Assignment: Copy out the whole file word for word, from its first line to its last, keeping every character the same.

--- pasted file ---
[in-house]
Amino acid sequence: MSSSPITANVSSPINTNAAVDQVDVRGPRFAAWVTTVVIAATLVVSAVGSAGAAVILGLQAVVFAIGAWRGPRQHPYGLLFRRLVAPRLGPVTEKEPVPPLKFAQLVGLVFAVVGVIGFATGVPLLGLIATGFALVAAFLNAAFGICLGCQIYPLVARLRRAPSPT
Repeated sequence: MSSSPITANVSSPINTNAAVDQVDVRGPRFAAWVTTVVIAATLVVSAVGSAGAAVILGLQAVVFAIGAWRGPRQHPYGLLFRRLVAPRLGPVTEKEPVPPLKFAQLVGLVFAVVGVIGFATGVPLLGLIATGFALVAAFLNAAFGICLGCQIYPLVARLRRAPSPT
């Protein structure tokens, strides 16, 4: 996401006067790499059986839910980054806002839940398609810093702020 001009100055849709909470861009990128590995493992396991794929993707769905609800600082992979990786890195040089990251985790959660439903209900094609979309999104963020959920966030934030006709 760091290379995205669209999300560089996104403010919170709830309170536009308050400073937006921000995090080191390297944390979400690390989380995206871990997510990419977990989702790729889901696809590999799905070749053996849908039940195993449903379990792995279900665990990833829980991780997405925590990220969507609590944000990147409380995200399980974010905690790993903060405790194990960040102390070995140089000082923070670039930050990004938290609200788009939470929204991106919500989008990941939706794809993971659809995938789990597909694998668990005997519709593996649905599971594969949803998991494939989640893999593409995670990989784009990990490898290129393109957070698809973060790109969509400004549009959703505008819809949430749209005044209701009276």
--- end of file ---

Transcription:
[in-house]
Amino acid sequence: MSSSPITANVSSPINTNAAVDQVDVRGPRFAAWVTTVVIAATLVVSAVGSAGAAVILGLQAVVFAIGAWRGPRQHPYGLLFRRLVAPRLGPVTEKEPVPPLKFAQLVGLVFAVVGVIGFATGVPLLGLIATGFALVAAFLNAAFGICLGCQIYPLVARLRRAPSPT
Repeated sequence: MSSSPITANVSSPINTNAAVDQVDVRGPRFAAWVTTVVIAATLVVSAVGSAGAAVILGLQAVVFAIGAWRGPRQHPYGLLFRRLVAPRLGPVTEKEPVPPLKFAQLVGLVFAVVGVIGFATGVPLLGLIATGFALVAAFLNAAFGICLGCQIYPLVARLRRAPSPT
């Protein structure tokens, strides 16, 4: 996401006067790499059986839910980054806002839940398609810093702020 001009100055849709909470861009990128590995493992396991794929993707769905609800600082992979990786890195040089990251985790959660439903209900094609979309999104963020959920966030934030006709 760091290379995205669209999300560089996104403010919170709830309170536009308050400073937006921000995090080191390297944390979400690390989380995206871990997510990419977990989702790729889901696809590999799905070749053996849908039940195993449903379990792995279900665990990833829980991780997405925590990220969507609590944000990147409380995200399980974010905690790993903060405790194990960040102390070995140089000082923070670039930050990004938290609200788009939470929204991106919500989008990941939706794809993971659809995938789990597909694998668990005997519709593996649905599971594969949803998991494939989640893999593409995670990989784009990990490898290129393109957070698809973060790109969509400004549009959703505008819809949430749209005044209701009276």